The contrast was striking with the ultimately unsuccessful 1991 coup by hardliners against Soviet President Mikhail Gorbachev, who was reduced to listening to BBC World Service radio at his Crimean holiday home, powerless to intervene as events unfolded in Moscow. The Soviet plotters managed to take control for three days — earning embarrassing recognition from then French President Francois Mitterrand — before Russian leader Boris Yeltsin rallied public opposition to the coup, standing atop a tank in Moscow to harangue the crowd. The Turkish events also had echoes of a 1981 coup attempt against Spain’s young democracy by rebel officers who burst into parliament but failed to win broader military support after King Juan Carlos broadcast to the nation in military uniform urging people to uphold the constitution.
There have been mass expressions of support in towns and cities across Turkey for Erdogan since Friday
Protesters in Taksim Square in Istanbul demanded the reintroduction of the death penalty for the plotters
As in the failed Soviet coup, the Turkish coup leaders were dependent on raw conscripts who had either not been told the truth about their mission, or had not expected to face popular resistance and quickly melted away or surrendered. All three opposition party leaders quickly condemned the coup and social media amplified calls to demonstrate against it. The rebels bungled an attempt to silence CNN Turk, jointly owned by Turner Entertainment Systems of the United States and Dogan Yayin Holding. A helicopter carrying conscripts with a single officer landed at the station but was told it was impossible to take the signal off the air.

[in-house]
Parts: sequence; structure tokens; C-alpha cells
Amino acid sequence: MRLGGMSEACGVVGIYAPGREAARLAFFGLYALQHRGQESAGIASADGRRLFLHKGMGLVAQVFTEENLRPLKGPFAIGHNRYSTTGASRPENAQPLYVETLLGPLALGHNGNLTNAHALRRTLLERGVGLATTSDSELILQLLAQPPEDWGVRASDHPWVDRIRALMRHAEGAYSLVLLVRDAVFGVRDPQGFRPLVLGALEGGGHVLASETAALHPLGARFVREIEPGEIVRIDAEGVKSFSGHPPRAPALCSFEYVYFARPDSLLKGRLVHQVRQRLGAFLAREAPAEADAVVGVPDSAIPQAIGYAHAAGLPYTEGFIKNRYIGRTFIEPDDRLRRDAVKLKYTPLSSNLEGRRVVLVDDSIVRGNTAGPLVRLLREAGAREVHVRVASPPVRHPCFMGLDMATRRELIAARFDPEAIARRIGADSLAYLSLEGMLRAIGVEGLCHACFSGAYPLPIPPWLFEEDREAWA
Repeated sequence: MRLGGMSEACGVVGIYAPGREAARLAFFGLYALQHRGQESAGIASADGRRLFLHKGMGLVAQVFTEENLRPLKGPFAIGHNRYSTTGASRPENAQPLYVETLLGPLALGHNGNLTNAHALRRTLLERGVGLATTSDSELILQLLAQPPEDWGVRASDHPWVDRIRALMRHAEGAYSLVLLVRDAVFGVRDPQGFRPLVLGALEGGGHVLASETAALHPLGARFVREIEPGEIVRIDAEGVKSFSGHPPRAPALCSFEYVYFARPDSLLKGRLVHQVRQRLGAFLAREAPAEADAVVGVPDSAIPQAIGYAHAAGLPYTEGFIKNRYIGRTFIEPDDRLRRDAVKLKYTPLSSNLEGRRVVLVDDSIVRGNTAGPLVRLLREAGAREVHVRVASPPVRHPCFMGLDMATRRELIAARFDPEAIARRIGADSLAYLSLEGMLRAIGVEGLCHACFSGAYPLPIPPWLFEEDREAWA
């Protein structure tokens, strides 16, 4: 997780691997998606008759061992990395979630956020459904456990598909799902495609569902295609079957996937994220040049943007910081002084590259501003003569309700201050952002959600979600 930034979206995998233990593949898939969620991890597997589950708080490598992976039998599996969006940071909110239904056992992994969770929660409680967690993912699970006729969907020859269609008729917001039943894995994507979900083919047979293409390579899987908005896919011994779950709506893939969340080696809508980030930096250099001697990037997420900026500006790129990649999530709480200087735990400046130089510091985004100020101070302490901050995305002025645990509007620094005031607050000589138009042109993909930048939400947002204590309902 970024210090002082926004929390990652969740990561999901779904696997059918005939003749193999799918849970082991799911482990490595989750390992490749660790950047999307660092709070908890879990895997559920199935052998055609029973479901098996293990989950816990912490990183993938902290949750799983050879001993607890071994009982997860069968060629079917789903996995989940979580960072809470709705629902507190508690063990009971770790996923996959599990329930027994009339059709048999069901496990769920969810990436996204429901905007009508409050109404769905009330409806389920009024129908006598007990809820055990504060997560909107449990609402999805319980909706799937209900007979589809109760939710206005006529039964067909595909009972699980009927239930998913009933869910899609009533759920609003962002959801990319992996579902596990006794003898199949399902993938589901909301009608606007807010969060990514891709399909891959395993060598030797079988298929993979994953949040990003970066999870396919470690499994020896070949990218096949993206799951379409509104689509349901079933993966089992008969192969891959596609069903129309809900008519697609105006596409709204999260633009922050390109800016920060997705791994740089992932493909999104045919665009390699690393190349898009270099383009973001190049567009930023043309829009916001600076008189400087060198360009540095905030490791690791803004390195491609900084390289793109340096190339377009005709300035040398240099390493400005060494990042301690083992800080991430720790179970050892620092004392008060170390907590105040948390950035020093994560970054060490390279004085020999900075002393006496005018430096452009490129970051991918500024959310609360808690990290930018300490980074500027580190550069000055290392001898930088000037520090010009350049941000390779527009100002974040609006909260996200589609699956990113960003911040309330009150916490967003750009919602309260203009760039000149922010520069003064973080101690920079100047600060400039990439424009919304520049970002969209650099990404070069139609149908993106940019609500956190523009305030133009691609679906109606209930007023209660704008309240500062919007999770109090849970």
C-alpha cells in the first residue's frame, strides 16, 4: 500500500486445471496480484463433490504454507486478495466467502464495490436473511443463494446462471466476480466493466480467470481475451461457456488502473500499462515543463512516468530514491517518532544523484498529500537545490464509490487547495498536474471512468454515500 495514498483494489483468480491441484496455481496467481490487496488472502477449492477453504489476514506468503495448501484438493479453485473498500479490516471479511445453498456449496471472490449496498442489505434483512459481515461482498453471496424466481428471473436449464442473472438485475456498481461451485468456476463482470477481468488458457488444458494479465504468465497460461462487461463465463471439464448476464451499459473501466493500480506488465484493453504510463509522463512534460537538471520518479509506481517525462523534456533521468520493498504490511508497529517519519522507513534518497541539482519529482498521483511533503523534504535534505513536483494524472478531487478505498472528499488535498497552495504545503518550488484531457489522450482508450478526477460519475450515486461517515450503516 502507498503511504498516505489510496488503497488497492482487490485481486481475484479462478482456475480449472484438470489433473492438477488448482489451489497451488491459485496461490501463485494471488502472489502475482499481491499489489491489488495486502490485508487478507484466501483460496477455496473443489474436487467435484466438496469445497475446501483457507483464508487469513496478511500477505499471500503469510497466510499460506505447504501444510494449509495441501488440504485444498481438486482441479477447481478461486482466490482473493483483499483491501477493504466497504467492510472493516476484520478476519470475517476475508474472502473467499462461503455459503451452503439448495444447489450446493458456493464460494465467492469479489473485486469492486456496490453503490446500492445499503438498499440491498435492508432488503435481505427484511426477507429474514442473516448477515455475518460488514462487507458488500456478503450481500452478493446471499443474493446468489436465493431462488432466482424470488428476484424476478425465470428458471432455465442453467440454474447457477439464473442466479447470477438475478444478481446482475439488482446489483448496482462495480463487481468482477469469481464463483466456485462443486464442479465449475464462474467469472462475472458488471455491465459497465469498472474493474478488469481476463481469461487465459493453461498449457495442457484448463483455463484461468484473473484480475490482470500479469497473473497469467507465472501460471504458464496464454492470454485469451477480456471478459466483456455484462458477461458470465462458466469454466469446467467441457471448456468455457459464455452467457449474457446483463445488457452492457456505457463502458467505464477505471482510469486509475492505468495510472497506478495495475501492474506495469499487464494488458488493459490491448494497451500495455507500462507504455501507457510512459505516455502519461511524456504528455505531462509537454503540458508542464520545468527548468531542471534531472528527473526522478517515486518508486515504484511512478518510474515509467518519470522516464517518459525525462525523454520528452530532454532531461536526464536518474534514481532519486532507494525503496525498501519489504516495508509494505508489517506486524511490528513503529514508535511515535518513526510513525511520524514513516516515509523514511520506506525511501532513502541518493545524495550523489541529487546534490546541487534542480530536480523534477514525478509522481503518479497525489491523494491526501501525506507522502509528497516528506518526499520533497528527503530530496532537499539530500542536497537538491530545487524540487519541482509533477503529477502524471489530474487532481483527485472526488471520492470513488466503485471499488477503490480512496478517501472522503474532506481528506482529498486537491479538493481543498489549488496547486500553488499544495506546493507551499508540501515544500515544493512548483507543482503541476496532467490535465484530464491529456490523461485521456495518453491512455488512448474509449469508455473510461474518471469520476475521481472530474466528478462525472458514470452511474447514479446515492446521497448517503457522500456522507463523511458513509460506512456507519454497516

They forced the temporary evacuation of the studio. When CNN Turk came back on air, anchorwoman Nevsin Mengu and general manager Erdogan Aktas described the mood of the young soldiers. Mengu said: ‘These young soldiers had only fear in their eyes and no sign of devotion or determination. They asked us to go offline but we said it was not doable. They didn’t know how to do it so our empty studio was live on TV for the whole time before we regained control.’
During that break, a man in a pink T-shirt wandered into the studio chanting ‘Allahu Akbar’ (God is great) in support of Erdogan. Religious leaders loyal to the president also for the first time used the network of mosques with loudspeakers to urge Turks to go out into the streets in the name of ‘jihad’.
Howard Eissenstat, associate professor of Middle East history at St Lawrence University in Canton, New York, said: ‘He comes out of this tremendously strengthened. This has remobilised a base that was getting sort of tired of him. It gave him at least a moment in which he unified all elements of society against a clear threat.’
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- Approx. dimensions: 18″ x 7″ x 12″